The King's letter contradicts the recent remarks of his younger brother Prince Laurent, who did not see how Leopold II was responsible for the atrocities that were widely reported in the Congo Free State and did not even step into the country.

Belgian commentators disagreed with King Philip's ancestors who ignored colonial violence. At an Independence Day event in Leopoldville (now Kinshasa) on June 30, 1960, King Baudouin declared that the Congo's self-determination was "the result of an action by Leopold II," while "praising the" bravery of his predecessors "but not the winner. A 'citizen'

Echoing some of King's words, Belgian Prime Minister Sophie Wilmes urged her to acknowledge the anguish of the past, without a formal apology. "Along with other European countries, it is time for Belgium to embark on a path of research, truth, and memory."

The death of George Floyd in the US revived anti-racist protests in Belgium, prompting the federal parliament to set up a "truth and harmony" commission to "clean up" the country's colonial past.

Belgian politicians have suggested that the king's statement was not apologetic, as it did not want to stop the commission's work.

Belgian anti-racist campaigners have set a deadline of 30 June to remove all the statutes of Leopold II. In support of the Black Leaves Matter movement, Belgium, colonial-era monuments and busts were separated, lit, or soaked with red paint or paint. Although some have been formally removed, the city of Brussels has promised public debate on monuments, including Congolese diaspora.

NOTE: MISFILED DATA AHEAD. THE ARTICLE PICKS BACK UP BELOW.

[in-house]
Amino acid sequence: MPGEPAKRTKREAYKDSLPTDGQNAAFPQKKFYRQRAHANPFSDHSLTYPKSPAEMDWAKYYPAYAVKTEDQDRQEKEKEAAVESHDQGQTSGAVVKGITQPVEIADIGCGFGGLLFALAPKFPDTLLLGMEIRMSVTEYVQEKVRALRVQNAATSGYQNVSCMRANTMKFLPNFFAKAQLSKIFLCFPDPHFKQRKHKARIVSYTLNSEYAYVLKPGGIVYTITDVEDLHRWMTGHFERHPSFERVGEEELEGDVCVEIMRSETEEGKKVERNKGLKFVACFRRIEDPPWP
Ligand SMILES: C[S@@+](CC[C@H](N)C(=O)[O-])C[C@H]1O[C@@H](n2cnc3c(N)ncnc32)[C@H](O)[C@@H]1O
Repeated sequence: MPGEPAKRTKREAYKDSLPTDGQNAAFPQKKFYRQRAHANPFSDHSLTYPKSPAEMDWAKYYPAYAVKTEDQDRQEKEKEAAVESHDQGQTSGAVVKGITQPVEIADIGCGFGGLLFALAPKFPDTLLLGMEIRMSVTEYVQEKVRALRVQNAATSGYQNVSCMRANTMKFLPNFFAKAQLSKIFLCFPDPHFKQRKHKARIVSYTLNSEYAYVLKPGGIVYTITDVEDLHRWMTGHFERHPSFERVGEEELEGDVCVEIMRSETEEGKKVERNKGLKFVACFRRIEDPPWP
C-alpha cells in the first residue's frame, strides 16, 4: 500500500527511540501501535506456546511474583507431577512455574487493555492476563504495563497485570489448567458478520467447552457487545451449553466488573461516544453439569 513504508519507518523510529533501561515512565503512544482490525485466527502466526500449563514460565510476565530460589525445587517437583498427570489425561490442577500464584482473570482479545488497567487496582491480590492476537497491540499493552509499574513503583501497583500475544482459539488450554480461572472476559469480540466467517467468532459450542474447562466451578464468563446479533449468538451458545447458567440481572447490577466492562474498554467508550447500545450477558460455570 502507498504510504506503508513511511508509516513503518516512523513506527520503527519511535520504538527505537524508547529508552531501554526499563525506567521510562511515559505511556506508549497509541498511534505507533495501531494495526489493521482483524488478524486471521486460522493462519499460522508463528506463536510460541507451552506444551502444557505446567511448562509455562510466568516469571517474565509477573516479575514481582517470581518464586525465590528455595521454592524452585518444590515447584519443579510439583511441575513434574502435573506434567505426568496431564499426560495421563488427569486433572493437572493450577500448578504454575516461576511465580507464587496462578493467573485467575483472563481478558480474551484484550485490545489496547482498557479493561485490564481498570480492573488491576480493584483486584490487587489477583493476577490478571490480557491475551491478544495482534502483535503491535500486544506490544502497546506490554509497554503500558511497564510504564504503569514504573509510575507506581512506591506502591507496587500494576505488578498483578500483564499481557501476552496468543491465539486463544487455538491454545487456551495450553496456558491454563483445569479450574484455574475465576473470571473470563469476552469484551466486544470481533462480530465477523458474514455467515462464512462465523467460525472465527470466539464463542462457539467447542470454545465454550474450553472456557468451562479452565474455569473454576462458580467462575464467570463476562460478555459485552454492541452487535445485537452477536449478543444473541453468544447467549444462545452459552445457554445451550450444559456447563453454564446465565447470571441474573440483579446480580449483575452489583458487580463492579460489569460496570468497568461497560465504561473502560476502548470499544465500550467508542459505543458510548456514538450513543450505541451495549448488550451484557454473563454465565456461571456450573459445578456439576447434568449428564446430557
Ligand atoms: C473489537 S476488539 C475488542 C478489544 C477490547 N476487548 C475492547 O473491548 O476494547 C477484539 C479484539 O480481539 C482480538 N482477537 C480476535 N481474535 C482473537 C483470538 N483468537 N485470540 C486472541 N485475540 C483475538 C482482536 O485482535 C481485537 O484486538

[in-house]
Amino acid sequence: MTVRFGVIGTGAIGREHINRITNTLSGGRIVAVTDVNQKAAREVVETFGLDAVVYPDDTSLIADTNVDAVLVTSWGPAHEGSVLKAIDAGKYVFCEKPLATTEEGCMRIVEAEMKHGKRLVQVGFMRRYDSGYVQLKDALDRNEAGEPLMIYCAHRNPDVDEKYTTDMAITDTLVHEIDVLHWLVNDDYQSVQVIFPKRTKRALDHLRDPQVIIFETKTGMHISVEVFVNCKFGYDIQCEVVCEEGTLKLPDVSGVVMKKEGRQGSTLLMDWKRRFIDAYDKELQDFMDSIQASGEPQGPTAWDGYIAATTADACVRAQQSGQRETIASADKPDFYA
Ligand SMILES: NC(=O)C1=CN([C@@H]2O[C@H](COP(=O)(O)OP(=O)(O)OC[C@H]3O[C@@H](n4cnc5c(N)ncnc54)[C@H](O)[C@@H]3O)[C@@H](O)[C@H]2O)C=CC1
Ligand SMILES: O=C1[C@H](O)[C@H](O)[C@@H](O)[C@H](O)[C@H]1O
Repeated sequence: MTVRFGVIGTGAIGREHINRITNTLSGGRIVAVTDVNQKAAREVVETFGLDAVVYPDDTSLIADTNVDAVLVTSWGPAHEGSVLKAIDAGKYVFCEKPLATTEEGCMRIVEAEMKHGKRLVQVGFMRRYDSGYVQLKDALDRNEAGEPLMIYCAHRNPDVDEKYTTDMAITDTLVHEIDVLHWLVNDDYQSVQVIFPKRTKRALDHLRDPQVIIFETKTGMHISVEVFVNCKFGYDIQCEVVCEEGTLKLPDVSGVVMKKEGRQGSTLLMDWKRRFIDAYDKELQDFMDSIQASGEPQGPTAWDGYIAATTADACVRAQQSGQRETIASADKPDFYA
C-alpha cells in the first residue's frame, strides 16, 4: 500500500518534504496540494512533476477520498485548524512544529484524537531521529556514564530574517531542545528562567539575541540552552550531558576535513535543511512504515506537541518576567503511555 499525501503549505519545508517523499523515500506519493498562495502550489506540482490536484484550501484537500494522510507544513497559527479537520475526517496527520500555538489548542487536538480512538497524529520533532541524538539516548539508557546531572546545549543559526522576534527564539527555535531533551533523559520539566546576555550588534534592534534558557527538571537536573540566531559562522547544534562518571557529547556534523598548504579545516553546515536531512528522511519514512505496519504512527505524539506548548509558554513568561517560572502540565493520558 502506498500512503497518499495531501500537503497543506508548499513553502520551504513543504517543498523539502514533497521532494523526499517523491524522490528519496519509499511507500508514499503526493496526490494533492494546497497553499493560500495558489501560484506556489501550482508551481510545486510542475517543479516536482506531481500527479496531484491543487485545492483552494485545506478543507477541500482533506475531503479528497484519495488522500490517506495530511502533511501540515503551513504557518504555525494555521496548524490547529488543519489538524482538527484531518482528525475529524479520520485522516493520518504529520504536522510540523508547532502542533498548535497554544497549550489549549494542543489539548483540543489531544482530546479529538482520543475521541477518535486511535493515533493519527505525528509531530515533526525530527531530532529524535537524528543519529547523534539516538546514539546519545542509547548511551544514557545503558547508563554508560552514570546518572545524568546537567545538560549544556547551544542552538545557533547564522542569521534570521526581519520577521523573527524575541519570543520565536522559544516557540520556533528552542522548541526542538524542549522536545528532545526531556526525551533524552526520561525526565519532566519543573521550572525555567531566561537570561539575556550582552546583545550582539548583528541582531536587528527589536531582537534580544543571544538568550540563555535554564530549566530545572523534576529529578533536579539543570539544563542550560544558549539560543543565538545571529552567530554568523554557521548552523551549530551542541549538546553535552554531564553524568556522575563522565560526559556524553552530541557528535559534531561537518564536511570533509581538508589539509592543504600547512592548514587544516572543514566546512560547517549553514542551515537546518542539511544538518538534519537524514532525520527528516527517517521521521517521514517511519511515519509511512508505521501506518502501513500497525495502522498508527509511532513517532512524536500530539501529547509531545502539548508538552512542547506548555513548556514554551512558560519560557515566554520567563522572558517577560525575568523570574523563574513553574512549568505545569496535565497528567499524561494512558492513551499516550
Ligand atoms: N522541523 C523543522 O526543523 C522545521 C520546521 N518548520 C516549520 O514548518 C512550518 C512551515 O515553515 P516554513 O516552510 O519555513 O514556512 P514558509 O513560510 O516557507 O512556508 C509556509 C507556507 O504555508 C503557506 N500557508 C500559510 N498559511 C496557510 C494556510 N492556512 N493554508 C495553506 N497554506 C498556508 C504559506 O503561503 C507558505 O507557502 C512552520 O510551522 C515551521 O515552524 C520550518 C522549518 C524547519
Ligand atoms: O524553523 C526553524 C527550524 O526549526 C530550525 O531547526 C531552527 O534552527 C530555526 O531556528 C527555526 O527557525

The Brussels politician, who campaigns for a better understanding of Belgium's colonial heritage, said it was too early for a royal apology. "I think the king did not immediately apologize," Green deputy Calvin Soares in the Brussels-area parliament told Belgium's Francophone public broadcaster RTBF. "We need parliamentary work to establish the facts. Once the facts are established, we can talk about forgiveness or re-examination."

Soiree, who was born in Togo, also described how he got racist abuse because of his work.